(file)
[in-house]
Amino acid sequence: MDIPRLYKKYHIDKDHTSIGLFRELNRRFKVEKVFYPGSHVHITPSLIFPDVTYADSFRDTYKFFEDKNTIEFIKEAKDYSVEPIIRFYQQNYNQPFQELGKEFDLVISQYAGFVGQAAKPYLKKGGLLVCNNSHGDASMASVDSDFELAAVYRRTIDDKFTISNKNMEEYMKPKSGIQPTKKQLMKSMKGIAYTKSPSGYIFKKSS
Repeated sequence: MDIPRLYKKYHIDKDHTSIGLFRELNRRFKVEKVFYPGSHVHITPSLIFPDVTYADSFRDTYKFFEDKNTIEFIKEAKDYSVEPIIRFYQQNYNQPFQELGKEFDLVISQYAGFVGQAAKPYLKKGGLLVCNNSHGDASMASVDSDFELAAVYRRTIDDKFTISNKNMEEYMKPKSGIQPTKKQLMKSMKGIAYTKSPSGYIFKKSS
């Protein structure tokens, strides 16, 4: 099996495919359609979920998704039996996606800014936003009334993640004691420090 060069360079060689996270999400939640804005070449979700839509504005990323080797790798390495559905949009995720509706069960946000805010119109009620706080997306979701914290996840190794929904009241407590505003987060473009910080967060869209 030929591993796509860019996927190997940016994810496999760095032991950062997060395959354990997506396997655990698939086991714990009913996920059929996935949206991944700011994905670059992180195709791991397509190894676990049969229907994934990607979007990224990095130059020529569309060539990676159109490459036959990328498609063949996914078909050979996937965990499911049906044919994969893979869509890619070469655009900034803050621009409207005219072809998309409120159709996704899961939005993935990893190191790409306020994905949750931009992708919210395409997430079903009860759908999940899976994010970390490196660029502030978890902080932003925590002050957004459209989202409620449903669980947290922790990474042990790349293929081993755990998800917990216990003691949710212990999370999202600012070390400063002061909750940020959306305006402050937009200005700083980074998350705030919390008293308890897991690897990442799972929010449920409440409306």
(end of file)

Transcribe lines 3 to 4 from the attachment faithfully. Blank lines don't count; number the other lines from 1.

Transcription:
Repeated sequence: MDIPRLYKKYHIDKDHTSIGLFRELNRRFKVEKVFYPGSHVHITPSLIFPDVTYADSFRDTYKFFEDKNTIEFIKEAKDYSVEPIIRFYQQNYNQPFQELGKEFDLVISQYAGFVGQAAKPYLKKGGLLVCNNSHGDASMASVDSDFELAAVYRRTIDDKFTISNKNMEEYMKPKSGIQPTKKQLMKSMKGIAYTKSPSGYIFKKSS
């Protein structure tokens, strides 16, 4: 099996495919359609979920998704039996996606800014936003009334993640004691420090 060069360079060689996270999400939640804005070449979700839509504005990323080797790798390495559905949009995720509706069960946000805010119109009620706080997306979701914290996840190794929904009241407590505003987060473009910080967060869209 030929591993796509860019996927190997940016994810496999760095032991950062997060395959354990997506396997655990698939086991714990009913996920059929996935949206991944700011994905670059992180195709791991397509190894676990049969229907994934990607979007990224990095130059020529569309060539990676159109490459036959990328498609063949996914078909050979996937965990499911049906044919994969893979869509890619070469655009900034803050621009409207005219072809998309409120159709996704899961939005993935990893190191790409306020994905949750931009992708919210395409997430079903009860759908999940899976994010970390490196660029502030978890902080932003925590002050957004459209989202409620449903669980947290922790990474042990790349293929081993755990998800917990216990003691949710212990999370999202600012070390400063002061909750940020959306305006402050937009200005700083980074998350705030919390008293308890897991690897990442799972929010449920409440409306």